Jordan / Middle East & North Africa

Journalists attacked in Jordan since 1992

  
Relatives of Nahed Hattar carry signs condemning his murder during a protest in Amman in September 2016. The Jordanian commentator and writer was shot dead outside a court while on trial for blasphemy over a Facebook cartoon. (AP/Raad Adayleh)

Changes to Jordan’s hate speech law could further stifle press freedom

Recently proposed amendments to Jordan’s 2015 cybercrime law, including a vague and broad definition of hate speech, will further stifle press freedom on the pretext of protecting the country’s citizens, and could result in further self-censorship, several Jordanian journalists told CPJ.

Read More ›

The Qatar Airways office in Doha. Gulf countries imposed a ban on Qatari flights and many have announced penalties for those reporting critically on recent tensions with the country. (AFP/STR)

Amid Gulf tensions, press is used as a political pawn

Today Bahrain became the latest Gulf nation to put pressure on news outlets amid political tension, when its Interior Ministry announced that anyone publishing support or sympathy for Qatar faces up to five years in prison. The announcement came the day after the United Arab Emirates used the threat of prison to demarcate how journalists…

Read More ›

Election posters on a street in Amman. CPJ visited Jordan to review the press freedom situation ahead of the September 20 vote. (CPJ/Sherif Mansour)

Mission Journal: Gag orders make Jordan’s journalists skeptical of reform

Sitting uncomfortably in her chair because of a soccer injury, the Jordanian radio host Diala Dabbas said, “I know we are banned from talking about the king, his family, and the divine, but now I am also afraid to talk about anyone else who could be considered a ‘religious symbol’.”

Read More ›

Copies of Jordanian newspapers. During a CPJ mission there in February, the country's journalists said conditions for the press are deteriorating. (CPJ/Jason Stern)

Mission Journal: Rise in journalist arrests tarnishes Jordan’s image as reformist

The phone call came just as our conversation about the escalating crackdown on Jordanian media hit its stride. Lina Ejeilat, the co-founder of the news website 7iber (pronounced hebber), apologized and said she had to take the call. It was 7iber’s lawyer and it was important. For years the website had fought against a requirement…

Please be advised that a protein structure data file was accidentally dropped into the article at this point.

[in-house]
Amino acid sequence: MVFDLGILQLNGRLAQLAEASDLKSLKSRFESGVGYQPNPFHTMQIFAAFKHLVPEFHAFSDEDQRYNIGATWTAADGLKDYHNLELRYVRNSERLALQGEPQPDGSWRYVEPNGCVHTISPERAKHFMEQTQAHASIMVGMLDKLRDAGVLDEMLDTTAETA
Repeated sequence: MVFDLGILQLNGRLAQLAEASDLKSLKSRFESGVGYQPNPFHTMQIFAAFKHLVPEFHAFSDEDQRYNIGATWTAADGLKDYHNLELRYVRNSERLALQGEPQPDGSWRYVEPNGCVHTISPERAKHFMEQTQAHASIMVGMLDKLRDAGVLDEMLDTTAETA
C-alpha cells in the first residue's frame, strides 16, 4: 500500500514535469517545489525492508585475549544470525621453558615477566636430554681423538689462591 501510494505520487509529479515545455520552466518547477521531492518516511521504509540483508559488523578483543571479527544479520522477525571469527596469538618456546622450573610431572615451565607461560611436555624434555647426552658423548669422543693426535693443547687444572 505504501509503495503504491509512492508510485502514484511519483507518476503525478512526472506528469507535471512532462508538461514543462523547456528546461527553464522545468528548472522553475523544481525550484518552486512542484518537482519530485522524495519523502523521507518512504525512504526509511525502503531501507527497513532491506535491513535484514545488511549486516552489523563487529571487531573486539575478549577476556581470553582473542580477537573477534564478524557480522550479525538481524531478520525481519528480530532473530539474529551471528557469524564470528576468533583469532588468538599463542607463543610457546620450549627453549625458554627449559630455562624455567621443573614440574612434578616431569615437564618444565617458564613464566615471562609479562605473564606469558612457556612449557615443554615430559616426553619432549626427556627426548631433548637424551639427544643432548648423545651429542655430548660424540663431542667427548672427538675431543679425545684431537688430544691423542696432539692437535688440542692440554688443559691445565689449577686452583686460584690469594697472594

Read More ›

Jordan’s free press record dims with website restrictions

Jordan’s press freedom climate, once a shining light in the Middle East, has quickly deteriorated as journalists grapple with last year’s government ban on nearly 300 news websites. Press freedom groups are documenting a rise in self-censorship and an increase in criminal cases against journalists. Local online news editors and journalists are complaining of economic…

Read More ›

Journalists ride in an army soldiers' carrier to the front line during clashes between forces loyal to Syrian President Bashar al-Assad and opposition fighters on August 24, 2013. (Reuters/Khaled al-Hariri)

Arab journalists need training for civil unrest and wars

In recent years, Arab journalists have been taking great risks to report important stories in a region where war and civil unrest remain an ever-present threat. Many are operating without proper equipment or safety training in how to recognize and mitigate the various risks they face.

Read More ›

CPJ had urged King Abdullah II to reconsider online restrictions. (Reuters/Ali Jarekji)

After outcry, Jordan rolls back repressive measures

Jordanian journalists succeeded this week in turning back some of the most repressive aspects of a new law on cyber crimes. The initial version of the law, approved by the cabinet of ministers on August 3, included broad restrictions on material deemed by the state to be defamatory or to involve national security. It also…

Read More ›

Journalists on raided flotilla leaving Israel, speaking out

Firsthand accounts from reporters who were on the flotilla of humanitarian activists raided by Israeli forces on Monday are finally coming out as the journalists are released from custody. These early reports indicate that soldiers harassed international journalists—at least six had their equipment either confiscated or destroyed, according to CPJ interviews and news reports. Media accounts have…

Read More ›

Jordan may extend repressive law to electronic media

Jordan’s Court of Cassation, the country’s highest judicial authority, issued an opinion last week stating that Web sites can be classified as “publications” and recommending that the Press and Publications Law be extended to online news sites and other electronic media. This decision, while not yet the law of the land, sets a legal precedent…

Read More ›

Defending al-Zaidi, but not journalists at home

The now infamous incident of Iraqi journalist Muntadhar al-Zaidi throwing his shoes at President George Bush became primetime news throughout the world. In the Middle East it has been shown on television almost endlessly. 

Read More ›